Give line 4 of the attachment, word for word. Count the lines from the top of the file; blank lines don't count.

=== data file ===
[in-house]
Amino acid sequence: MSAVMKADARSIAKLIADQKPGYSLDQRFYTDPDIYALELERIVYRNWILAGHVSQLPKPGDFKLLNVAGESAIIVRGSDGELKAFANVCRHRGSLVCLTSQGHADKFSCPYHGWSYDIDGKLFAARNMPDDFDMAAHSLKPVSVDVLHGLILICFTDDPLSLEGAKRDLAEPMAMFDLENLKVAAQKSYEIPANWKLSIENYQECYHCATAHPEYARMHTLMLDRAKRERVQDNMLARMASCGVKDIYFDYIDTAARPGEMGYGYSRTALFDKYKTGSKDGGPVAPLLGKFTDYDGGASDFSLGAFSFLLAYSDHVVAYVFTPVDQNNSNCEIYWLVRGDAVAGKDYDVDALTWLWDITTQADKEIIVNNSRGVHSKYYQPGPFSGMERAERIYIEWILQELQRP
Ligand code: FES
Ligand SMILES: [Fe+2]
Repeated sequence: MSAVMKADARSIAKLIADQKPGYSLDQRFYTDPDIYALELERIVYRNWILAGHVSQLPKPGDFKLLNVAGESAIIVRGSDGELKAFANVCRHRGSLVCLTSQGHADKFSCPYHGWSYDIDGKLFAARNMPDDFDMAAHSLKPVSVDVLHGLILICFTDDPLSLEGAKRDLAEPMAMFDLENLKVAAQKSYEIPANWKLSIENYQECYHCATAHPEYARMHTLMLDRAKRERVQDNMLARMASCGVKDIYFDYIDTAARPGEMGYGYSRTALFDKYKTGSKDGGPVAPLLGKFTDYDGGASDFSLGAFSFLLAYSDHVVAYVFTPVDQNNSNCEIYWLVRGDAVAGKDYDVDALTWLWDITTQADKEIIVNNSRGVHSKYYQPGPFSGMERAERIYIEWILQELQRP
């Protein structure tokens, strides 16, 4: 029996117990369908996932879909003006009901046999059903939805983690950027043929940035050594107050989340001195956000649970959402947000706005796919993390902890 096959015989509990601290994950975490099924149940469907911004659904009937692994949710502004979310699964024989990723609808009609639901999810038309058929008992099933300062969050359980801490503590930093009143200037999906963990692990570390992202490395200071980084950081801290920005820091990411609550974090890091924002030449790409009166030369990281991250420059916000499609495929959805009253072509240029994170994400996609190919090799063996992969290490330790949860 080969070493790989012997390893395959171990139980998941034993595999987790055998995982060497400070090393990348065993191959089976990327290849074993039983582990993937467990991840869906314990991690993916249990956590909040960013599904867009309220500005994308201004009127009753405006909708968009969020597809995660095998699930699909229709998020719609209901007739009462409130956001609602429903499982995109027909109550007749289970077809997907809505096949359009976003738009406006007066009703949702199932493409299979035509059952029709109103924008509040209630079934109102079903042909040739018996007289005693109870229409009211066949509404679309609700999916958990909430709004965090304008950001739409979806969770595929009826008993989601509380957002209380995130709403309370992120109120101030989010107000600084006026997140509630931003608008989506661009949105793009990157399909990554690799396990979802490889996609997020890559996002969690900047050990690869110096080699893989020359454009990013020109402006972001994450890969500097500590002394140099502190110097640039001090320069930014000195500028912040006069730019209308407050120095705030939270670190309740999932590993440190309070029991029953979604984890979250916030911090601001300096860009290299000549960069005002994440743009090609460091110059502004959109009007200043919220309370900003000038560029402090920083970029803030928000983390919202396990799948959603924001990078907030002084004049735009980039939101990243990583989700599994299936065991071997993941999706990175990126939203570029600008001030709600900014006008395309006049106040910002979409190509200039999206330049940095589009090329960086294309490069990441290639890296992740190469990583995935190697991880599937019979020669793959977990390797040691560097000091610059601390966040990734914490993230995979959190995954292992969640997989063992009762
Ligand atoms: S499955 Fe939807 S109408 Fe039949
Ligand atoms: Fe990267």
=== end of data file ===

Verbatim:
Ligand SMILES: [Fe+2]